Chetrit, Somerset throw A-list blowout for Mott Haven warehouse blowup

Kendall Jenner, Carmelo Anthony celebrate developers' plans to transform SoBro with luxe towers

New York /
Oct.October 30, 2015 06:20 PM

It was just after 11 p.m. when a freight train rumbled by Keith Rubenstein’s South Bronx development site, momentarily drowning out the sweet hum of a grand piano outside the low-slung warehouse. Kendall Jenner, Carmelo Anthony and their A-list pals barely noticed.

Hosted by Rubenstein, head of Somerset Partners, and Jeanne Greenberg Rohatyn, founder of the art gallery Salon 94, the Thursday night affair was designed to generate buzz for the Mott Haven neighborhood that has become a veritable hotbed for real estate players. It’s where Rubenstein and co-developer Joseph Chetrit are planning a sprawling residential complex they say will herald in the new Soho, in SoBro.

Though real estate executives were few and far between, the artsy crowd teemed with celebrity guests — Anthony, Jenner, model Gigi Hadid, Giants star Odell Beckham Jr. and designer John Varvatos all posed for snaps inside 2401 Third Avenue, a humble one-story warehouse.

Guests who arrived at 9 p.m. for the fete walked a red carpet that blanketed the uneven concrete outside. They sampled oven-fired pizza and hamburgers courtesy of food trucks parked outside, while heat lamps and fire pits provided warmth from the wind blowing in from the Harlem River. Inside, crystal chandeliers and votive candles illuminated the space and wide strips of fabric hung from exposed wooden support beams.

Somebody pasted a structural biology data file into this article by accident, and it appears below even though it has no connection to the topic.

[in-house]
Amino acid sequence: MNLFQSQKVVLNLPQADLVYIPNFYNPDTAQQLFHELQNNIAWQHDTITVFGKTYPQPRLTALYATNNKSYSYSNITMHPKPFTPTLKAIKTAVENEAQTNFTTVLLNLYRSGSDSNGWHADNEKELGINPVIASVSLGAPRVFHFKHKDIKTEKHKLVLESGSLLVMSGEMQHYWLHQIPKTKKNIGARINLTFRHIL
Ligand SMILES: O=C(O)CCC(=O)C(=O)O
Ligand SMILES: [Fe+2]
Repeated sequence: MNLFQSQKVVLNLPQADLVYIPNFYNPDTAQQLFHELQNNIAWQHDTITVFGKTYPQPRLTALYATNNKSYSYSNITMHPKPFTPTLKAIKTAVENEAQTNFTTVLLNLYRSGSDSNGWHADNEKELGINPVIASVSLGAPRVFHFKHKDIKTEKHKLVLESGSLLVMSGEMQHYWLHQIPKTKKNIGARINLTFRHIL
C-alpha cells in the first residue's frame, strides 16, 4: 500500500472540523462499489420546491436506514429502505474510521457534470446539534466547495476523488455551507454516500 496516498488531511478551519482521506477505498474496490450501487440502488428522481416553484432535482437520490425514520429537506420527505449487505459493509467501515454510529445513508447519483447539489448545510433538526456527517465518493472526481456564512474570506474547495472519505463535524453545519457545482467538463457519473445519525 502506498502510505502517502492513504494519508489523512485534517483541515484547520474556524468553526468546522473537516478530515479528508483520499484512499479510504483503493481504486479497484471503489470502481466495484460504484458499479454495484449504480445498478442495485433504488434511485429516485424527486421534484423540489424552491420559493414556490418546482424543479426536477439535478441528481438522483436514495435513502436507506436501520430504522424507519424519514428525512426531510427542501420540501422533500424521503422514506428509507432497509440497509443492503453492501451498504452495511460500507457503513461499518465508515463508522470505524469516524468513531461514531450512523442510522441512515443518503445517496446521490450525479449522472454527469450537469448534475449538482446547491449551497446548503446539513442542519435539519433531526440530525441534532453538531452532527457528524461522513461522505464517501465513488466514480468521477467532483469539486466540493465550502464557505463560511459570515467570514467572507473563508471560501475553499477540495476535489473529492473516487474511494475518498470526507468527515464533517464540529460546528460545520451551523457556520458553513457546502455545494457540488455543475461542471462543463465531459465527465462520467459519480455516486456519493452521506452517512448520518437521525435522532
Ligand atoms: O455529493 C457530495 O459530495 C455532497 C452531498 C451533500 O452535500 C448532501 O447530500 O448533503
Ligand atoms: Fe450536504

The two warehouses, at 2401 Third Avenue and adjacent parcel 101 Lincoln Avenue, will soon face the wrecking ball. In Their Place, as many as six residential buildings will rise, with coffee shops, art galleries and restaurants soon to join, according to the developers. Thus far, Somerset and the Chetrit Group have filed plans for two towers with 1,200 units between them.

The developers paid a total of $58 million for the sites in the last year and have aggressively announced their ambitions with marketing campaigns, swank parties and billboards touting the arrival of “The Piano District,” an ode to the area’s history as an epicenter of black-and-white-keyed craftsmanship.

“This will be the most transformative project in the last 50 years,” Rubenstein said.

Conspicuous in their conservative attire, longtime Bronx property owners and landlords also swung by the soiree at 2401 Third Ave. And they seemed pleased, though many of their tenants oppose the wave of gentrification likely to follow the development.

“The minute the shovel goes in the ground here, their property values go up 15 percent,” quipped Michael Brady, director of special projects and governmental relations at the South Bronx Overall Economic Development Corporation.

Shortly after midnight, rapper Travis Scott performed, topping off the night. For those who didn’t drive, yellow school buses shuttled party-goers back to Manhattan and Brooklyn.

The waterfront apartment complex, after all, is still just a design.


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